[2] Afzal, N. (2010). Momentum and thermal boundary layers over a two-dimensional or axisymmetric non-linear stretching surface in a stationary fluid. International journal of heat and mass transfer, 53(1-3): 540-547.

[3] Mabood, F., Khan, W.A., Ismail, A.M. (2017). MHD flow over exponential radiating stretching sheet using the homotopy analysis method. Journal of King Saud University-Engineering Sciences, 29(1): 68-74.

[4] Ali, M.E. (1995). On thermal boundary layer on a power-law stretched surface with suction or injection. International Journal of Heat and Fluid Flow, 16(4): 280-290.

[5] Magyari, E., Keller, B. (1999). Heat and mass transfer in the boundary layers on an exponentially stretching continuous surface. Journal of Physics D: Applied Physics, 32(5): 577-585.

[6] Ishak, A. (2011). MHD boundary layer flow due to an exponentially stretching sheet with radiation effect. Sains Malaysiana, 40(4): 391-395. 

[7] Patil, P.M., Anilkumar, D., Roy, S. (2013). Unsteady thermal radiation mixed convection flow from a moving vertical plate in a parallel free stream: Effect of Newtonian heating. International Journal of Heat and Mass Transfer, 62: 534-540.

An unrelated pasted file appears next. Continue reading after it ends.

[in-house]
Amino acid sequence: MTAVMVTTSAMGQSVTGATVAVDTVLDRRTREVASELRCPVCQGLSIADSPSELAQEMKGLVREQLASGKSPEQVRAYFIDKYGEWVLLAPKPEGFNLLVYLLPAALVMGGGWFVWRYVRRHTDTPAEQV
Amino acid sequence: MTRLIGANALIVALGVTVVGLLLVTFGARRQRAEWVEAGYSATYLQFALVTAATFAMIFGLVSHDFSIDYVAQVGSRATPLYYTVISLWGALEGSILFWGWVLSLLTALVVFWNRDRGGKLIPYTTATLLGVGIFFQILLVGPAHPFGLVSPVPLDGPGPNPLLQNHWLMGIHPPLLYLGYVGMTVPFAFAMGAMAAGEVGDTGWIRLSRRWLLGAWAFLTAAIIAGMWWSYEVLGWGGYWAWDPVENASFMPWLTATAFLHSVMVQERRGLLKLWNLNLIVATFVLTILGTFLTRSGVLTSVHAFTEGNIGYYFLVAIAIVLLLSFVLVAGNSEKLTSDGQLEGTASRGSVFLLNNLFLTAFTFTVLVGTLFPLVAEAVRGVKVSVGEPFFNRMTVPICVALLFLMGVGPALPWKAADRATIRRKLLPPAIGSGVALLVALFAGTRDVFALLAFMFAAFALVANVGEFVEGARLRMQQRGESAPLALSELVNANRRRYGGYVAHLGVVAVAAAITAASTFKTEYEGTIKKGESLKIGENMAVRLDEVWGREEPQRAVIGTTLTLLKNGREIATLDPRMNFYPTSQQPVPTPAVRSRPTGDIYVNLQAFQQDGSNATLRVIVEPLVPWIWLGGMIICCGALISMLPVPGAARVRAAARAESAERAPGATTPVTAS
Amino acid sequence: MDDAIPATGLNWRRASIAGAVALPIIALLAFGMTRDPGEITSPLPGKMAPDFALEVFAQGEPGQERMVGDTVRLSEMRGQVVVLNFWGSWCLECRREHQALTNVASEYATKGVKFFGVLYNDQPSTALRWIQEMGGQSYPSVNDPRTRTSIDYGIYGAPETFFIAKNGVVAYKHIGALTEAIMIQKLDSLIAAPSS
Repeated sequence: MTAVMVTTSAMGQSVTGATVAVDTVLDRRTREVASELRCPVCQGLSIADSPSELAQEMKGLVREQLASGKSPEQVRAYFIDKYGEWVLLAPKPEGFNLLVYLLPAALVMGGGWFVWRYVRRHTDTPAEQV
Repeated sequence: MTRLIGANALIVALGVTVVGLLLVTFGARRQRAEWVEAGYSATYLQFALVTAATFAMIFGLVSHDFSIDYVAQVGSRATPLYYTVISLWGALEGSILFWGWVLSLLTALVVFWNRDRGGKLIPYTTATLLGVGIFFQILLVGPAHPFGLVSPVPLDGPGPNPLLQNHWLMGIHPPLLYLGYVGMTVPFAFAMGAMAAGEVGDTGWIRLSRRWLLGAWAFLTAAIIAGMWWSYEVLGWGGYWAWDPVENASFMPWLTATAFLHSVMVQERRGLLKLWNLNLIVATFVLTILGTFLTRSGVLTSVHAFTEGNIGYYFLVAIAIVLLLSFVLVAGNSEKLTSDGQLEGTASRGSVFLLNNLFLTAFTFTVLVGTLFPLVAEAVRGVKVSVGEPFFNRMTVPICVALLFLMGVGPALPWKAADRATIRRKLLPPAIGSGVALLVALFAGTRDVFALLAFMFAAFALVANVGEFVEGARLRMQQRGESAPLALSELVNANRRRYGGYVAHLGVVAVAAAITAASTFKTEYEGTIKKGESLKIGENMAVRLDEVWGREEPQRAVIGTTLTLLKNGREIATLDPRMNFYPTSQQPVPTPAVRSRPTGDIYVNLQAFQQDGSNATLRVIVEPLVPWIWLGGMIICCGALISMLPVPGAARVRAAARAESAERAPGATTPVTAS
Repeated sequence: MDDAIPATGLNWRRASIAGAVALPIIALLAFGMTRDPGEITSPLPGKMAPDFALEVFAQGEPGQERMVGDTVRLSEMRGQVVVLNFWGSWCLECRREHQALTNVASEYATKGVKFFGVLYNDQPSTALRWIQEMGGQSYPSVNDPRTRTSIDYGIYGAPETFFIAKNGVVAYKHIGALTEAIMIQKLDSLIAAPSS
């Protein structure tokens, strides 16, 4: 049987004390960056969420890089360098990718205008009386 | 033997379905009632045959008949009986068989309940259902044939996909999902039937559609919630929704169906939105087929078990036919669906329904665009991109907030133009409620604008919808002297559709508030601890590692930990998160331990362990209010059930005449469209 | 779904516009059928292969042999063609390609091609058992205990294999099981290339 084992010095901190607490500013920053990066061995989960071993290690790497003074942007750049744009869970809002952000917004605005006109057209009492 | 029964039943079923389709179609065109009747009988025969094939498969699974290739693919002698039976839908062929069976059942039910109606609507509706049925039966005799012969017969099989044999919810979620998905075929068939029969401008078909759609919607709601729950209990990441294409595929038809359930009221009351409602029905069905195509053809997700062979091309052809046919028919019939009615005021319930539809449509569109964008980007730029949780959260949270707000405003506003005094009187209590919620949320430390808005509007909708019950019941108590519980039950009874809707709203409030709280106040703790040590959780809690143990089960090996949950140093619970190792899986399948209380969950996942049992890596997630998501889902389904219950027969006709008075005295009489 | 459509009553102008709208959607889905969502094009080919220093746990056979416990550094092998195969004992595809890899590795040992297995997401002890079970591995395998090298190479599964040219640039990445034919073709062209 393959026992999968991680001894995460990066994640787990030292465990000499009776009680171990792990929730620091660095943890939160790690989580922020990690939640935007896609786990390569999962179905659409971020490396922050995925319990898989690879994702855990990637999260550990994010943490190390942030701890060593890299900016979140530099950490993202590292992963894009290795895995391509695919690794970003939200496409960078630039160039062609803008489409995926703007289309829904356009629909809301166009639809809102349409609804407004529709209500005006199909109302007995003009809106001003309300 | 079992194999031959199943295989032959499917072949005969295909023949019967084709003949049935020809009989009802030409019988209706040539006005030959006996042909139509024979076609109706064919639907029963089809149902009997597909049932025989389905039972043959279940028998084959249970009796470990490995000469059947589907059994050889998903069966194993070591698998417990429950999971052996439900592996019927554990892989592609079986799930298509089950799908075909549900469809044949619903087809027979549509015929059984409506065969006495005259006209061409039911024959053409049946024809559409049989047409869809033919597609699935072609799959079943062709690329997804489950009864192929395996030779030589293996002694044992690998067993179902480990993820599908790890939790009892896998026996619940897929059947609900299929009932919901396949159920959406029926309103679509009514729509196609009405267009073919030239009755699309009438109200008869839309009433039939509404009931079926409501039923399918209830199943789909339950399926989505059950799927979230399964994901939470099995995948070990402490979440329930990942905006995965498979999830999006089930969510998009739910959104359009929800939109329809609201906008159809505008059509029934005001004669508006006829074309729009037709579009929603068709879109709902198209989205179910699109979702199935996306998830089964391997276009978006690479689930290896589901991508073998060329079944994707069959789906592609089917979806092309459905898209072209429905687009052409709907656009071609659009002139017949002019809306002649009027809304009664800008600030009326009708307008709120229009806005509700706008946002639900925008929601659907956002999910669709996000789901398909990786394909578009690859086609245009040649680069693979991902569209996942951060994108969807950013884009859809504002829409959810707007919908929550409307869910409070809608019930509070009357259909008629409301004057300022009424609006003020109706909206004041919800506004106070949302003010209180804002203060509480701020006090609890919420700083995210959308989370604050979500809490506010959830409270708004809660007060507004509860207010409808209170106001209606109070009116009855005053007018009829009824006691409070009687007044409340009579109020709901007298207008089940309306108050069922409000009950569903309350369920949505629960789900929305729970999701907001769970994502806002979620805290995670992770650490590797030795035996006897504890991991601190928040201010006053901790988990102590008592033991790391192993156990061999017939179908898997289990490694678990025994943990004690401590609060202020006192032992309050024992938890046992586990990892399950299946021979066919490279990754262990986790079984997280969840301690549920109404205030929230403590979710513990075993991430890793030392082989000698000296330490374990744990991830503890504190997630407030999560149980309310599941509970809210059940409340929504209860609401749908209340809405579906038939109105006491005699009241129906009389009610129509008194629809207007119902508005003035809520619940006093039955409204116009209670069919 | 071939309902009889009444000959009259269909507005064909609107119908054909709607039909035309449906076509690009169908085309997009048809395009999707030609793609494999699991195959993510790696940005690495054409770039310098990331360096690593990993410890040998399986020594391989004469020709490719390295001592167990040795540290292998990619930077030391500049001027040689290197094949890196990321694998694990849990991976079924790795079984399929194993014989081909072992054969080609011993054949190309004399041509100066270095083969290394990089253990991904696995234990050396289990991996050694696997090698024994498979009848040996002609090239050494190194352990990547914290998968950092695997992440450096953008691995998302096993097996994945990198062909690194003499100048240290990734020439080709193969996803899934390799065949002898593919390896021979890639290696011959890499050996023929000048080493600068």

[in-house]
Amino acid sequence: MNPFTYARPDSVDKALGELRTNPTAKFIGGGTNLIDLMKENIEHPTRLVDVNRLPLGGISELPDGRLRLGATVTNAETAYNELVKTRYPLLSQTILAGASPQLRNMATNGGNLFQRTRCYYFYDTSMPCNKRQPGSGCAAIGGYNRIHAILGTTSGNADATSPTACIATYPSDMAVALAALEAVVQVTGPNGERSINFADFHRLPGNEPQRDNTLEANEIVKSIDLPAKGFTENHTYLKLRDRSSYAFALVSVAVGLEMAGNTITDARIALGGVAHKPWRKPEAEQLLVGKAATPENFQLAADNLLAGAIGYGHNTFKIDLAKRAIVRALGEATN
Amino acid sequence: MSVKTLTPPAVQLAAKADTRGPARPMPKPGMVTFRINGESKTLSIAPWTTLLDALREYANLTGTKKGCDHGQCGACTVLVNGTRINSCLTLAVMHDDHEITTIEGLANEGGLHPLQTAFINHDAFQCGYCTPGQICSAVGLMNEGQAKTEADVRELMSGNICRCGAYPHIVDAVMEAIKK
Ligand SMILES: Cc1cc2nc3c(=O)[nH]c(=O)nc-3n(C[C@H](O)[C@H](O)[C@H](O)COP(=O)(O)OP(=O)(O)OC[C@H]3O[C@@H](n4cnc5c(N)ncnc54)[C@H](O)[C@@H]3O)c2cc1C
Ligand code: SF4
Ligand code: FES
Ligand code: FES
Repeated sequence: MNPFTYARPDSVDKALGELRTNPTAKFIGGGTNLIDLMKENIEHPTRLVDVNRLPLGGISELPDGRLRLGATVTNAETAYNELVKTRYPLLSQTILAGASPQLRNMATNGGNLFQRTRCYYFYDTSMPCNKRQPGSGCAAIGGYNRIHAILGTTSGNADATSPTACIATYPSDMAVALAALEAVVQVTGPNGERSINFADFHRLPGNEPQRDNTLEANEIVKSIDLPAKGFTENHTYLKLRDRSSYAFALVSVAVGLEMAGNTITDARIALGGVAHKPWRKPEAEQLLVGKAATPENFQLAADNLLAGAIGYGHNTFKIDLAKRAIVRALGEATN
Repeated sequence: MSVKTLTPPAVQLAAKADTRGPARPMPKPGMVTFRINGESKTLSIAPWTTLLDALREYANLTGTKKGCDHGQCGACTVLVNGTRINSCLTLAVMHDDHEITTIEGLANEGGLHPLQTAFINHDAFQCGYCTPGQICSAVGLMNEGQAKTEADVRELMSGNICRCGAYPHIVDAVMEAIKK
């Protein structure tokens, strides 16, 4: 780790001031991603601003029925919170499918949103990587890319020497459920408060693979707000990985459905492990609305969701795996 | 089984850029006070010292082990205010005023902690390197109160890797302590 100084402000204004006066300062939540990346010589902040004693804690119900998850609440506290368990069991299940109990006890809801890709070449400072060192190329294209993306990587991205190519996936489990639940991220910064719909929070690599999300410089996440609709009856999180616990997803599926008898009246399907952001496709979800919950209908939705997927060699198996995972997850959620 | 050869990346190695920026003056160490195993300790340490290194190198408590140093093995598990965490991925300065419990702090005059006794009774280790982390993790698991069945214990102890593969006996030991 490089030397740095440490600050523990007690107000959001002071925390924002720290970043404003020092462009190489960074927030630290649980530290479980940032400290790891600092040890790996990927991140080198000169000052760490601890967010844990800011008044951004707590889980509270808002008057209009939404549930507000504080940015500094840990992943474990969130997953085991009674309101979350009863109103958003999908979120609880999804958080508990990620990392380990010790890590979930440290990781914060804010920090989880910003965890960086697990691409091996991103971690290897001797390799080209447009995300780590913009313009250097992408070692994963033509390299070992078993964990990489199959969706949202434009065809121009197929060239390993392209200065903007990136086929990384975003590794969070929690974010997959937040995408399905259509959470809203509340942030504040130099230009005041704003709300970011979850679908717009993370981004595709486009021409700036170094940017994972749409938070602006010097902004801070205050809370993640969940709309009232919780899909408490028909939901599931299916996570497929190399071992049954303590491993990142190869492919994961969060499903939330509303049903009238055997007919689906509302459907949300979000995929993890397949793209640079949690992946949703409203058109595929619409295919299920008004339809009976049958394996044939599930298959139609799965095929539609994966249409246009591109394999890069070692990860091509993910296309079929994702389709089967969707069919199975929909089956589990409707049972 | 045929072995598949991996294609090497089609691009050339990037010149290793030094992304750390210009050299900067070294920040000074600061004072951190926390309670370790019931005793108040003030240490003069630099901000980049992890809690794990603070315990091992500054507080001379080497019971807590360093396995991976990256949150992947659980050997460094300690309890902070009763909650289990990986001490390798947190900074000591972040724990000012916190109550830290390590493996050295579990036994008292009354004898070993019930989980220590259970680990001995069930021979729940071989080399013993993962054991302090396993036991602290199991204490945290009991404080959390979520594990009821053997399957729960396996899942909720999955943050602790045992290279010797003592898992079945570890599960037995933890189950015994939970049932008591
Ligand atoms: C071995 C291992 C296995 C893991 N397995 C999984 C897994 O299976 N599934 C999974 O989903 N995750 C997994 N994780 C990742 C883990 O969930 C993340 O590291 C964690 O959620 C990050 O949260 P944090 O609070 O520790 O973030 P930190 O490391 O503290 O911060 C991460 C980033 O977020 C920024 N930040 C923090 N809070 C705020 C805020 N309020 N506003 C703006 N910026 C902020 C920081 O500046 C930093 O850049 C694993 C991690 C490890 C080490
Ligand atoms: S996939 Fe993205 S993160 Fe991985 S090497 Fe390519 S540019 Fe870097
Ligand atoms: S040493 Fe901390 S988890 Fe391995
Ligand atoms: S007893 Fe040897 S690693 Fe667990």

[8] Devi, S.A., Thiyagarajan, M. (2006). Steady nonlinear hydromagnetic flow and heat transfer over a stretching surface of variable temperature. Heat and Mass Transfer, 42(8): 671-677.

[9] Mukhopadhyay, S. (2013). Slip effects on MHD boundary layer flow over an exponentially stretching sheet with suction/blowing and thermal radiation. Ain Shams Engineering Journal, 4(3): 485-491. 

[10] Jain, S., Choudhary, R. (2015). Effects of MHD on boundary layer flow in a porous medium due to exponentially shrinking sheet with slip. Procedia Engineering, 127: 1203-1210.

[11] Costa, V.A.F. (2002). A time scale-based analysis of the laminar convective phenomena. International Journal of Thermal Sciences, 41(12): 1131-1140.

[12] Pal, D. (2010). Mixed convection heat transfer in the boundary layers on an exponentially stretching surface with magnetic field. Applied Mathematics and Computation, 217(6): 2356-2369.

[13] Bejan, A. (2013). Convection Heat Transfer. John Wiley & Sons. 

[14] Szewczyk, A.A. (1964). Combined forced and free-convection laminar flow. Journal of Heat Transfer, 86(4): 501-507.

[15] Jiji, L.M. (2006). Heat Convection. Berlin: Springer.